Idaho State Epidemiologist urges caution as COVID cases rise again
Idaho State Epidemiologist Dr. Christine Hahn is encouraging people to take precautions as COVID-19 cases begin to rise again in the state.
Dr. Hahn joined host Troy Oppie and talked about recent coronavirus case data, traveling and vaccines as we head into the summer.
Read the full transcript below:
Dr. Christine Hahn: Yeah. Well, Troy, I think the data is all telling us the same thing. And so each one, while subtle, I think you look at them all together. So I think what this is telling us is that we are seeing increases in viral activity in Idaho and in particular with the strongest data is right here in Boise area where we see the the rise in the in the wastewater data as well. I think it tells us that, you know, we can't presume the virus is gone or is going to stay away. We, of course, don't know how severe it might be if we see another wave. I'm hopeful with summer, you know, most respiratory viruses tend to go down in the summer. That didn't happen last summer. Right. We had a disappointing experience last summer. So I certainly can't predict. But we're hopeful that this won't be a severe wave. We're just reminding Idahoans to, you know, take precautions. I just got back from Seattle last night for a meeting. And, you know, the crowds are back at the airports. The crowds are back in public places. And, you know, most people are so happy to not have to wear a mask anymore that really I think people are feeling very confident. And there's a lot of people out and about without masks and feeling, you know, that it's okay to get back together again.
Troy Oppie: I'll just ask, did you mask up when you traveled?
Hahn: I did. I did. I know. Actually, while you're on the airplane itself, it's probably one of the safer times. You know, I took my mask off to have a sip of water, but really I tend to wear mine. Certainly in the airport was so crowded. People in Seattle come in from all around the world and I just felt like it was the right thing to do. I felt much more comfortable with my mask on.
Oppie: We have had a fairly comfortable couple almost three months. As you watch the the data change now, how is that informing the decisions that are being made at Health and Welfare and what steps are you preparing to take?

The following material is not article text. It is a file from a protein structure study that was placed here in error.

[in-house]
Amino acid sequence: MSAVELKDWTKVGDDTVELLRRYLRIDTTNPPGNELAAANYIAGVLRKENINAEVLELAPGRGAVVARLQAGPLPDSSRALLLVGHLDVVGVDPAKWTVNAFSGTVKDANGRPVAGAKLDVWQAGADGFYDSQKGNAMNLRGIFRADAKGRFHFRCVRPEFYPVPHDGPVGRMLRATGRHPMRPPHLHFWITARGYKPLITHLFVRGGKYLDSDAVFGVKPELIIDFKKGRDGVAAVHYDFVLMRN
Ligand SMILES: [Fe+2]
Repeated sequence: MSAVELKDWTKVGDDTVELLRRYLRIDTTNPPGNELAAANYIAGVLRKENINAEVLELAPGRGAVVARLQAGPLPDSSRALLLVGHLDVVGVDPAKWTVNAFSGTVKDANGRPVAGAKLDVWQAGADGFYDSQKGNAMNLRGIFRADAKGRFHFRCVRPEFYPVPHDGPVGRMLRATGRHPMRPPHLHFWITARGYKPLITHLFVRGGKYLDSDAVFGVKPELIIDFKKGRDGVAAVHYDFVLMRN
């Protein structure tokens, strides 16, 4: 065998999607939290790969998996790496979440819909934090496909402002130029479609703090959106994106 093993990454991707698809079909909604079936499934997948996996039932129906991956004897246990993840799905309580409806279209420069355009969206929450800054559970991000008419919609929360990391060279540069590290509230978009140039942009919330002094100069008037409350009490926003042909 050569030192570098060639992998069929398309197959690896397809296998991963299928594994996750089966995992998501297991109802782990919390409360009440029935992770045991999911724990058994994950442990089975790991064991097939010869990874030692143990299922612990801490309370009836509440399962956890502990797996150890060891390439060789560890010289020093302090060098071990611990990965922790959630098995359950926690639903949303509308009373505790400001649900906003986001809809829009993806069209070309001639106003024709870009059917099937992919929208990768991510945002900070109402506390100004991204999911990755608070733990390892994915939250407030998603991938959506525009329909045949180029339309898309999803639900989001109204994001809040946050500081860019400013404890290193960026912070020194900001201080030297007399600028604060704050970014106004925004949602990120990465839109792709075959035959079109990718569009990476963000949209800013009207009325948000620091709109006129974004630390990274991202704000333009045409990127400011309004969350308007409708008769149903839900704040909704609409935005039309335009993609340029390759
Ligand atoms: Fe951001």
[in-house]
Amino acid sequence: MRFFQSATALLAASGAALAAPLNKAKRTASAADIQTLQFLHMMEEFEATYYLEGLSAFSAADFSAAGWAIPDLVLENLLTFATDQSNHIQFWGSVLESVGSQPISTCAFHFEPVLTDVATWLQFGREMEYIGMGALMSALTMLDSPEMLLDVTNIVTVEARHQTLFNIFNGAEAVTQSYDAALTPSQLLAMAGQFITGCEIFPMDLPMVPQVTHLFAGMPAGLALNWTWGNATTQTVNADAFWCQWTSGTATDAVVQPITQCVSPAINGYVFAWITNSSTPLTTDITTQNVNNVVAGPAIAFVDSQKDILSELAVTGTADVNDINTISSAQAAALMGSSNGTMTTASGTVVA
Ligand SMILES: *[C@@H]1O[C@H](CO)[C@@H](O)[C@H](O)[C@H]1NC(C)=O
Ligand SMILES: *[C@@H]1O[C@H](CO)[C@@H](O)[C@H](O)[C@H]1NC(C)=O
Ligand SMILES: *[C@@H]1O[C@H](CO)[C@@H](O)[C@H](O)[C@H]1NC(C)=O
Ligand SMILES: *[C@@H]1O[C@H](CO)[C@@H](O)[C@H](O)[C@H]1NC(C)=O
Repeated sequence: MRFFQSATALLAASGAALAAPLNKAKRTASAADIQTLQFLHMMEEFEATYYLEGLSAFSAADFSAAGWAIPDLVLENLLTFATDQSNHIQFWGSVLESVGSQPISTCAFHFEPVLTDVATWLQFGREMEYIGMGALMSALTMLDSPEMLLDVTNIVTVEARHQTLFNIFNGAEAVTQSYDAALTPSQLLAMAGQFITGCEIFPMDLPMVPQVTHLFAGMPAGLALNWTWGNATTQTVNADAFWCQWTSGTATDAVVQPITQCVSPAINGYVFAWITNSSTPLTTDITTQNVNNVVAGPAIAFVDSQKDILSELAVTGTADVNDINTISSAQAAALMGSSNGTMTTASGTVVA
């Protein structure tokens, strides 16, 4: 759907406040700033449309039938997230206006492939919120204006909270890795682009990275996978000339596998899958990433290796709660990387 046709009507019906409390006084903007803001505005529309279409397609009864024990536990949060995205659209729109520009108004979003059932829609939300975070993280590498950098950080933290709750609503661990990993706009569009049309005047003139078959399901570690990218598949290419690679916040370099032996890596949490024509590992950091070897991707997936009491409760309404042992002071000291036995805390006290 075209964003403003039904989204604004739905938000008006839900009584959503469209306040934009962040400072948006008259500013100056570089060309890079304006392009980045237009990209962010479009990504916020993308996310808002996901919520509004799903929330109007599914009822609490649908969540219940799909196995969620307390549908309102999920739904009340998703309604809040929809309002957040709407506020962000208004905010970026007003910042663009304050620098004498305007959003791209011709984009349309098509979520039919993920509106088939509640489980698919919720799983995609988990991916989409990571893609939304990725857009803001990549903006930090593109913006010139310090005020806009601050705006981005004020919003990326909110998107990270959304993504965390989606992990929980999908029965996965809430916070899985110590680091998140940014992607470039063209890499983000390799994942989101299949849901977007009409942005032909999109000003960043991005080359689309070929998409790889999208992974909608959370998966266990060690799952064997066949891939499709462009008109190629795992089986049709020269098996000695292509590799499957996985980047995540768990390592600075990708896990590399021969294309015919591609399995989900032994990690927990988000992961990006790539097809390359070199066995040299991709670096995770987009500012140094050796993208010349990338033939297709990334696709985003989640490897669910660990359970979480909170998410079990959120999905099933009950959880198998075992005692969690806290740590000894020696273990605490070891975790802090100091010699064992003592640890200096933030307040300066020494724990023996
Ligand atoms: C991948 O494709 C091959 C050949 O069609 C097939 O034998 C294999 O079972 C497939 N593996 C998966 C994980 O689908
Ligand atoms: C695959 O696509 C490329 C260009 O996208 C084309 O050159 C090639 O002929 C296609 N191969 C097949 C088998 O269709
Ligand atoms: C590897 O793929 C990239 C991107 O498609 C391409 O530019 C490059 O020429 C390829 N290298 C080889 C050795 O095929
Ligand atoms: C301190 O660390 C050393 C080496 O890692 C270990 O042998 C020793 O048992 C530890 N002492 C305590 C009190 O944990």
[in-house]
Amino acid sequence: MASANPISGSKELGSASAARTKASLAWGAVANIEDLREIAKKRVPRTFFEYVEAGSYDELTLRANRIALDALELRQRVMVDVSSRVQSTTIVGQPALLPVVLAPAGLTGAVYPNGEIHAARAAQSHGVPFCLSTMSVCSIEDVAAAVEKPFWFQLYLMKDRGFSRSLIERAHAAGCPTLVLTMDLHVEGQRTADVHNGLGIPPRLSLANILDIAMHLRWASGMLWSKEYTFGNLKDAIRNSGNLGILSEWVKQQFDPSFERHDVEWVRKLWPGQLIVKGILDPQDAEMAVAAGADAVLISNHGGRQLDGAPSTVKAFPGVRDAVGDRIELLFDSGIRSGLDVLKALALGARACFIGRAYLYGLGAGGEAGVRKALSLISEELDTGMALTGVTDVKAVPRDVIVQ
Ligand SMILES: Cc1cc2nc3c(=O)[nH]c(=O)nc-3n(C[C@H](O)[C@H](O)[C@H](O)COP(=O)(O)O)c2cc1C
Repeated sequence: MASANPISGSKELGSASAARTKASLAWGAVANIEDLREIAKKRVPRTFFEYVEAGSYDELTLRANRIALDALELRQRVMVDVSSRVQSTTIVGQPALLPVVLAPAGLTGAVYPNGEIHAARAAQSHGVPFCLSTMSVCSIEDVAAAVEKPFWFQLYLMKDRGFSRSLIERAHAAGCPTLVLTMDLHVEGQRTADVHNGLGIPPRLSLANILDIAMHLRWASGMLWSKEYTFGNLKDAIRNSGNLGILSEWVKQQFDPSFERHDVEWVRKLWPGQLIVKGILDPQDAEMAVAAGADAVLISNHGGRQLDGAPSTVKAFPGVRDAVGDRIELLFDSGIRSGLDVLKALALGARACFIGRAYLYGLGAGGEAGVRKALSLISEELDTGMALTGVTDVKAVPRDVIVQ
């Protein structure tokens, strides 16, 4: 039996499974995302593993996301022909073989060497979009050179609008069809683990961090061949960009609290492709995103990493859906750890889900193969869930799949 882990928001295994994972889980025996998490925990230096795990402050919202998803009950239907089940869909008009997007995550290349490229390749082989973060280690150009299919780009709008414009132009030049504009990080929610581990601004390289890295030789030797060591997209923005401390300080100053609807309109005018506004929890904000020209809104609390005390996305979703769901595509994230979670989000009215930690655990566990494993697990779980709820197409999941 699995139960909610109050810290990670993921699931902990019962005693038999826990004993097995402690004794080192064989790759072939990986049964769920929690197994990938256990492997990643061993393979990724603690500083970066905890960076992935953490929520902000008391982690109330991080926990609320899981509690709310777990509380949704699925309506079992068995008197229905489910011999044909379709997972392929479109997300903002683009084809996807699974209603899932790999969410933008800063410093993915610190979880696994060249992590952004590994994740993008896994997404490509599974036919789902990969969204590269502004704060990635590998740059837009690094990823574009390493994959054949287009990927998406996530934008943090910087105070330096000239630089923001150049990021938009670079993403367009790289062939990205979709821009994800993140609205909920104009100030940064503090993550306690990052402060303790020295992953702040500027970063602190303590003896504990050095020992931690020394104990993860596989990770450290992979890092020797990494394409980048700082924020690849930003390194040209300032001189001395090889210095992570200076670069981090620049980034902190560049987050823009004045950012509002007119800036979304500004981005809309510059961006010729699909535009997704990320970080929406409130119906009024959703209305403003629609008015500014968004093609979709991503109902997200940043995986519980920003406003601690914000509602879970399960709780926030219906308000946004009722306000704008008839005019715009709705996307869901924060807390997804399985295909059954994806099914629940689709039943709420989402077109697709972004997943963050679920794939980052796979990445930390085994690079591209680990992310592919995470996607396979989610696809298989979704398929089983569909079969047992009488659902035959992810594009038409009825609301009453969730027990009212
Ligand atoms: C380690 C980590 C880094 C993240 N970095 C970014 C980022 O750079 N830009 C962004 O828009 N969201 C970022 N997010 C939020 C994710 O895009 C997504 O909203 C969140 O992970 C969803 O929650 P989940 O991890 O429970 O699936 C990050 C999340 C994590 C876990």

Hahn: A couple of things. First of all, we've needed a breather like everybody else. So we feel like, you know, we've been happy that Idahoans have been able to get back to a much more normal life, as it were. One thing I'll say is, I do hope that Idahoans that have been considering whether it's the vaccine for the first time, whether it's a booster or even Idahoans, 50 and older, or with an immunocompromised condition, or who've only received Johnson and Johnson, I hope they'll consider that second booster dose that's been recommended for them. For many of us, while the disease rates were so low, it's hard to get motivated to go get another shot, but we're seeing them creep up. We certainly hope that people that are have been recommended to consider that second booster. Give it a thought now that we are seeing cases rise.
Oppie: You have the CDC risk metrics that that are appear to be a little more reactive than than maybe predictive the wastewater data, the testing percentage, the daily case rate. How should people out there, if they are choosing to use this data to inform decisions, what's the best way to to look at all of that and and digest it?
Hahn: Yeah, I think it is. I appreciate that way of describing it. There's really we have lots of different pieces of information and really want to look at the sum whole. What is this all telling us? What any single thing is wrong sometimes or is lagging? It's not telling us things. I would take all this data together and say the virus appears to be creeping up again. We know we have the new the newest variant omicron is here, meaning the one that the BA.2.12.1, you know, as we affectionately call it. So we know that that is probably behind this increase and that virus is not more severe but is very transmissible. So please take precautions, especially if you're immune-compromised, make sure you're up to date on your boosters and shots. And just remember that this virus can still be nasty, especially for people who are not up to date on their vaccines.